Photo taken in:Mogilyov-PodolskiyYear when photo was taken:1975Country name at time of photo:USSRCountry name today:Ukraine
I am with other teachers, my colleagues, on my retirement day. This photo was taken in Mogilyov-Podolskiy in 1975.
In 1945 I was employed as a primary school teacher by a new Ukrainian general education school in the very center of the town where I worked for almost 40 years. The classes were big. There were children of different years of birth studying in one class due to the war. Overgrown children felt awkward about it at first before they got used to this. Gradually, tings were getting orderly and our school became the best. I remember all of my postwar pupils well. There were many Jewish pupils and teachers. Mogilov-Podolski was a Jewish town. According to 1969 census there were 6 000 Jews, while now there were a bit over 300 left. Many left the town and the others passed away. We got along well with each other and didn't face any anti-Semitism, though it existed beyond the school already.
I didn't have a private life. My school and pupils became my life. I taught my pupils from the first till the 4th forms. Starting from the 5th form they had different teachers in all subjects while in primary school I taught all subjects, but physical culture and singing. My schoolchildren were my children. Parents wanted me to teach their children, when admission to my class started. I was very pleased, I must confess. Then my former pupils brought their children and then - grandchildren to my class. It was wonderful, but also sad - a reminder of the flow of time. Teachers got low salaries in the former USSR, and I didn't have any additional earnings. However, we were used to living a modest life and it didn't cause any disturbances to me.
When my mother was with us we celebrated all Jewish holidays. Of course, we did it in secret - if someone got to know about it, I wouldn't have worked one day as a teacher. I had to go to work on Saturday. My mother and sister tried to do no work on Saturday, but I didn't feel like following this rule. At home and at school we celebrated Soviet holidays: 1 May, Victory Day, 7 November, Soviet army Day, 8 March - international women's day and New Year. There were concerts and parties at school on holidays where they invited parents. On Victory Day all school children and teachers went to the bank of the Dnestr River where the first tanks that entered the town, when it was liberated from fascists, was installed on the pedestal. There was a meeting, and the children greeted the war veterans and gave them flowers. On 1 May and 7 November the whole school went to the parade. We also celebrated Lenin’s birthday [April 22]. On this day schoolchildren became pioneers, and they said their pioneer’s vows near the monument. At home we had quiet celebrations. My sister Lubov and her husband Aron visited us. I celebrated my birthday with my colleagues at work. We didn’t have a tradition of celebrating birthdays at home. My mother died in 1968. My sister or I didn't celebrate any Jewish holidays after she died.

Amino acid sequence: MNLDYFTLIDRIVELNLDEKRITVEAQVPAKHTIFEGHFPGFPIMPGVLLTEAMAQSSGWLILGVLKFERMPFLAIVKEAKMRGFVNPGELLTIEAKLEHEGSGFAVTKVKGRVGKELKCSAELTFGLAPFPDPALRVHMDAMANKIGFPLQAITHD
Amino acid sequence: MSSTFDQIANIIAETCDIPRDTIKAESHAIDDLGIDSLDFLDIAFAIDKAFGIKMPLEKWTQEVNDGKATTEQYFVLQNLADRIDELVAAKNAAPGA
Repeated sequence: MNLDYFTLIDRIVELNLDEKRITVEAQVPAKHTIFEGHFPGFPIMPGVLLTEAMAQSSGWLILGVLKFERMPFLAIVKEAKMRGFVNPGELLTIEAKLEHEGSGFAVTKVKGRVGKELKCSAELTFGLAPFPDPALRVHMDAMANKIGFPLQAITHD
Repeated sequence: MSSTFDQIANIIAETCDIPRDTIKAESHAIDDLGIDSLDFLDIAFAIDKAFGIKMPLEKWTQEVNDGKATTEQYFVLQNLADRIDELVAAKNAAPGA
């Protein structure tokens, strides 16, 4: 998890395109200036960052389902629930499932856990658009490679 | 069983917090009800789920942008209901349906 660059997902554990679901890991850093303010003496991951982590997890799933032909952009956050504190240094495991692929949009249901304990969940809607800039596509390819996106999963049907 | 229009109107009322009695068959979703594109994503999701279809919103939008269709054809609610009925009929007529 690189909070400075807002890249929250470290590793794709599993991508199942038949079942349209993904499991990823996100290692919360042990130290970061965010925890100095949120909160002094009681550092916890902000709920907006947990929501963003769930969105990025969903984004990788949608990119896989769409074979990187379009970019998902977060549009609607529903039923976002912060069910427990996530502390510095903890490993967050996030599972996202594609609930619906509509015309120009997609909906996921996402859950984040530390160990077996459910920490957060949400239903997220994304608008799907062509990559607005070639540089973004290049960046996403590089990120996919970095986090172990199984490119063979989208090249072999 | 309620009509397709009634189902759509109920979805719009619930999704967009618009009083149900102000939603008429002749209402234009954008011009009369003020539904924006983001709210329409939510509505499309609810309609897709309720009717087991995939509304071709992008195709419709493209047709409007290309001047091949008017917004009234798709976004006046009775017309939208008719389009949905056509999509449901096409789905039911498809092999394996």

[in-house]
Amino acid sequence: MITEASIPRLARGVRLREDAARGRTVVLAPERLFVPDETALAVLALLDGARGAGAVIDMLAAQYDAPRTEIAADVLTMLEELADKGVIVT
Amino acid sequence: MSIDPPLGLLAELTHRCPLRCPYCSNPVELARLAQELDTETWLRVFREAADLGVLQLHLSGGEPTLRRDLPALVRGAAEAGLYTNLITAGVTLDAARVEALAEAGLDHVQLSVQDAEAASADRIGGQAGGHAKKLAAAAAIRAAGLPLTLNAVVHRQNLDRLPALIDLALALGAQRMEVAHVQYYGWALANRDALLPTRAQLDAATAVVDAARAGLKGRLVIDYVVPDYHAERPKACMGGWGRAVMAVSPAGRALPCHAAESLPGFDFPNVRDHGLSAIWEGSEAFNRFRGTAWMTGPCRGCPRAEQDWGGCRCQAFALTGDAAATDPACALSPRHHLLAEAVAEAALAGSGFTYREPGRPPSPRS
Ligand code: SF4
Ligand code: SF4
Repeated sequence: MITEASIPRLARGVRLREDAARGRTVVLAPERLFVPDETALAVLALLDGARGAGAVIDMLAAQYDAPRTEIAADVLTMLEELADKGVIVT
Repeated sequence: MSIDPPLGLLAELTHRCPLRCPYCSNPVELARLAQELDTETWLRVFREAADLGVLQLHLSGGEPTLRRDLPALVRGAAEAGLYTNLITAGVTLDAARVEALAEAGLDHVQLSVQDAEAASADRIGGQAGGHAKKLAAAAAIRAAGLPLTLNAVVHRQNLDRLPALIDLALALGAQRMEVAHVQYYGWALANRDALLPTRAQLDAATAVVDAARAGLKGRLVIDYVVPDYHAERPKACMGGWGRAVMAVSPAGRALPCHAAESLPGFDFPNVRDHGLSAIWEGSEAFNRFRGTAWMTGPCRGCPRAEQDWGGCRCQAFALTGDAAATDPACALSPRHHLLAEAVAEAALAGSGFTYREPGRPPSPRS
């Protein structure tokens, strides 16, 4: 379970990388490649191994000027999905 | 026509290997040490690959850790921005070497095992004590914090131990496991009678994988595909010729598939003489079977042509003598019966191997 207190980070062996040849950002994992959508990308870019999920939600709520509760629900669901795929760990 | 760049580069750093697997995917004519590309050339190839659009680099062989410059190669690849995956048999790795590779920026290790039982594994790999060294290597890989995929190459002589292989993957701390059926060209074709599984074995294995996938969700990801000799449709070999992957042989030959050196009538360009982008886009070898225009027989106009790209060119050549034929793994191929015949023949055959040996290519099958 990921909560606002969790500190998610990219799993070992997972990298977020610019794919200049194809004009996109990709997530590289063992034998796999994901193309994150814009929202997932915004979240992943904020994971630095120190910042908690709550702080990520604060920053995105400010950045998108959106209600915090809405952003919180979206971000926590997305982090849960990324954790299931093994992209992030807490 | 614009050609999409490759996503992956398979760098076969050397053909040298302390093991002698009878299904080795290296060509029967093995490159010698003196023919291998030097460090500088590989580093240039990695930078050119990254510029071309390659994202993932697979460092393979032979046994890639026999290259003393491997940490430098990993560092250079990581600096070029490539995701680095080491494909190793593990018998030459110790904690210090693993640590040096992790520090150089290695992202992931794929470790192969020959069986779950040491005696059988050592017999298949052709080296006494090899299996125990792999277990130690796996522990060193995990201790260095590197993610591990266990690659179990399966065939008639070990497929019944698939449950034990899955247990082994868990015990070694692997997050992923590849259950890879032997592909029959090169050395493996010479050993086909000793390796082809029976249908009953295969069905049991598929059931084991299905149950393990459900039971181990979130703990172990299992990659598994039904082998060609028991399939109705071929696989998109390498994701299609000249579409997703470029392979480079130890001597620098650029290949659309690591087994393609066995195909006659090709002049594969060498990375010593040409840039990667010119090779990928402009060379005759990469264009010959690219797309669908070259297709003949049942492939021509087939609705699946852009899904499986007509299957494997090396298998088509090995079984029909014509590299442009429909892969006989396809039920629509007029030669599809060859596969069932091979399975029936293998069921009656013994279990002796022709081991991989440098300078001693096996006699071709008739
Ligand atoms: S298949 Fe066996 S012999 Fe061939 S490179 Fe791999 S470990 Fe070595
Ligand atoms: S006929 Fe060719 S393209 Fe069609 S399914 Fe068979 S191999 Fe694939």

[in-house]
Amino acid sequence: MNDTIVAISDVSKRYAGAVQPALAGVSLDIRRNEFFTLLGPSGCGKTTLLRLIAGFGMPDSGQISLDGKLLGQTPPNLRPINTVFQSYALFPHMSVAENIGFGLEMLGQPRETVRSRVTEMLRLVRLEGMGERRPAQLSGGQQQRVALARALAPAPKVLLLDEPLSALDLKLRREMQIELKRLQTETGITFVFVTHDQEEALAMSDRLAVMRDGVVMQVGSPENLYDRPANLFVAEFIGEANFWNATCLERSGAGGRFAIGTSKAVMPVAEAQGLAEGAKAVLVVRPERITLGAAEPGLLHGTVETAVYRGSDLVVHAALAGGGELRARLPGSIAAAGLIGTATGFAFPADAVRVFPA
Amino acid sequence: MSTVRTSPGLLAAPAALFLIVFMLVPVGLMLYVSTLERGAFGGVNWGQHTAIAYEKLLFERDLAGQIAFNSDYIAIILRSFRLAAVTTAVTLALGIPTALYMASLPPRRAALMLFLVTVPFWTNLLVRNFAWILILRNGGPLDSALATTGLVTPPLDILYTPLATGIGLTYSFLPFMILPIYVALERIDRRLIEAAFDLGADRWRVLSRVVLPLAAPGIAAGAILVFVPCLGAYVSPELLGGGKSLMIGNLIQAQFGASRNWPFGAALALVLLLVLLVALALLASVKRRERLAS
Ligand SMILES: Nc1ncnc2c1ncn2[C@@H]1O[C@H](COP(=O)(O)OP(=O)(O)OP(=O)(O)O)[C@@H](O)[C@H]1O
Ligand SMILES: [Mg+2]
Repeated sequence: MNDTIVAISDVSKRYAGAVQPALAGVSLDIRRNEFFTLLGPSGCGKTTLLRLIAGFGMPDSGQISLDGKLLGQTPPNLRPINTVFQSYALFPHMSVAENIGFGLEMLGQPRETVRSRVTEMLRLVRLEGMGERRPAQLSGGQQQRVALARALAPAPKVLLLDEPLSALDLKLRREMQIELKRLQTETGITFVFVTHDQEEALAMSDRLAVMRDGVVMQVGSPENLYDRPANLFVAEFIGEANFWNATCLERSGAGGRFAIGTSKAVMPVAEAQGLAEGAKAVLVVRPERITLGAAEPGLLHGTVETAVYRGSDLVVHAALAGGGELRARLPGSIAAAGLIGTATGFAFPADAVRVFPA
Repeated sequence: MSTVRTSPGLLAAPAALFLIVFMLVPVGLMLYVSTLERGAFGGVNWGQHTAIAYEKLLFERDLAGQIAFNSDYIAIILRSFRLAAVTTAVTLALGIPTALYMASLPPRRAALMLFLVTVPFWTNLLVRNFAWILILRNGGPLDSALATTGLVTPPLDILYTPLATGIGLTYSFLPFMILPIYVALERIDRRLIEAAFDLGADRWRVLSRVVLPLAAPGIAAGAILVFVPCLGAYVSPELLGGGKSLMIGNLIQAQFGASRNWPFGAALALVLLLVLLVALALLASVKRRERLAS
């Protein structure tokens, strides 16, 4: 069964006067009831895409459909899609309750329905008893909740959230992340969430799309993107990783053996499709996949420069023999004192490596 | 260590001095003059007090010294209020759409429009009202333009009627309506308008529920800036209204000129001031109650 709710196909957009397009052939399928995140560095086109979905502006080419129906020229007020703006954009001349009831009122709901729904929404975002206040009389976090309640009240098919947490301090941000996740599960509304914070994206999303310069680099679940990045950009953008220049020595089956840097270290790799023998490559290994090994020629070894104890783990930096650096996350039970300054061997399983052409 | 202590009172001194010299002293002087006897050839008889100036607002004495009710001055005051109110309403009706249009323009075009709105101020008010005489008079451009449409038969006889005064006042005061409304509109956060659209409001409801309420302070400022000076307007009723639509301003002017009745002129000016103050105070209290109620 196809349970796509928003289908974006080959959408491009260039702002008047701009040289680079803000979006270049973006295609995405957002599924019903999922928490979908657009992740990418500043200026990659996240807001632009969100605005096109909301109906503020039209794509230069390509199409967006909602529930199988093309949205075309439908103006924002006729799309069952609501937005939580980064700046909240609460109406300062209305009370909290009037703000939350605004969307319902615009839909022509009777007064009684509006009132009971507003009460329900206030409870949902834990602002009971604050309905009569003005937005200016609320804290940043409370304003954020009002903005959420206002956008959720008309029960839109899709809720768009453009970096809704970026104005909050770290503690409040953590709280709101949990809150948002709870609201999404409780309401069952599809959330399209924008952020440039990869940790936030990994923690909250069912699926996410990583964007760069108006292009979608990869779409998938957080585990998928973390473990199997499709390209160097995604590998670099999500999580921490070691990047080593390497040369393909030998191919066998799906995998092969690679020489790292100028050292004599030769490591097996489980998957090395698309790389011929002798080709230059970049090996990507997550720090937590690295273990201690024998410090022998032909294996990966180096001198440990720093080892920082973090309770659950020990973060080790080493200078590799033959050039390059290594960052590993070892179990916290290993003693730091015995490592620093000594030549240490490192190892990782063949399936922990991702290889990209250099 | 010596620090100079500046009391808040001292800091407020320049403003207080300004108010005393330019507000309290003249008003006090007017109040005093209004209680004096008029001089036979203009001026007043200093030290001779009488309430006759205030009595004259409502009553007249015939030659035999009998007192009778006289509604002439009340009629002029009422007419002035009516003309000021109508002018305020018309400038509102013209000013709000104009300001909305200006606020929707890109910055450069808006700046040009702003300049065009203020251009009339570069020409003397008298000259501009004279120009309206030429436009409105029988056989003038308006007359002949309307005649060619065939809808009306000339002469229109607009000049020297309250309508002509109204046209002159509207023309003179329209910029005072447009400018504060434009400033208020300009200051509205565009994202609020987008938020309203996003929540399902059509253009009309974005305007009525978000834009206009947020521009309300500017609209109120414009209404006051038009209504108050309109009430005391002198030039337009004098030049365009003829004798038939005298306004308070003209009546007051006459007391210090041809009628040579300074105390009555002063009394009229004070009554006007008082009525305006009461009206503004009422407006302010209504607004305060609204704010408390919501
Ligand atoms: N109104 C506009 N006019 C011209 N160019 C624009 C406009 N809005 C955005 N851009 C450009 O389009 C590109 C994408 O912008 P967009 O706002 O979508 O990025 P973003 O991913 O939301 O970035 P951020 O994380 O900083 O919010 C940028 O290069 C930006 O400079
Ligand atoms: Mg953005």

I retired in 1975, but I could not lie without my school and I returned to work. I finally retired in 1990.